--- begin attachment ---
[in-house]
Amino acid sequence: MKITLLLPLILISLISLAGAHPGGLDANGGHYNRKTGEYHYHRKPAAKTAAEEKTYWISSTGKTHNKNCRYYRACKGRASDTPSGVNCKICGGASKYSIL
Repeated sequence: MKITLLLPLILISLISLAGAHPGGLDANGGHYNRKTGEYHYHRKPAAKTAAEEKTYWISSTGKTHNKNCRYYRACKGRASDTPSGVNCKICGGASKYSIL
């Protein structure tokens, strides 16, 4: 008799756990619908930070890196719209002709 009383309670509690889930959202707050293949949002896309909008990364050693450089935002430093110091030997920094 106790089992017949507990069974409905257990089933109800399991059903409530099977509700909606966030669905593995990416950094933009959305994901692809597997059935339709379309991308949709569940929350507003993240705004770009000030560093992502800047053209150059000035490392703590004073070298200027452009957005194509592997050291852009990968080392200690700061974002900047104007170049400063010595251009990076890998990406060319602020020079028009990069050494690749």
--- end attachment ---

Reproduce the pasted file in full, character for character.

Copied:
[in-house]
Amino acid sequence: MKITLLLPLILISLISLAGAHPGGLDANGGHYNRKTGEYHYHRKPAAKTAAEEKTYWISSTGKTHNKNCRYYRACKGRASDTPSGVNCKICGGASKYSIL
Repeated sequence: MKITLLLPLILISLISLAGAHPGGLDANGGHYNRKTGEYHYHRKPAAKTAAEEKTYWISSTGKTHNKNCRYYRACKGRASDTPSGVNCKICGGASKYSIL
């Protein structure tokens, strides 16, 4: 008799756990619908930070890196719209002709 009383309670509690889930959202707050293949949002896309909008990364050693450089935002430093110091030997920094 106790089992017949507990069974409905257990089933109800399991059903409530099977509700909606966030669905593995990416950094933009959305994901692809597997059935339709379309991308949709569940929350507003993240705004770009000030560093992502800047053209150059000035490392703590004073070298200027452009957005194509592997050291852009990968080392200690700061974002900047104007170049400063010595251009990076890998990406060319602020020079028009990069050494690749």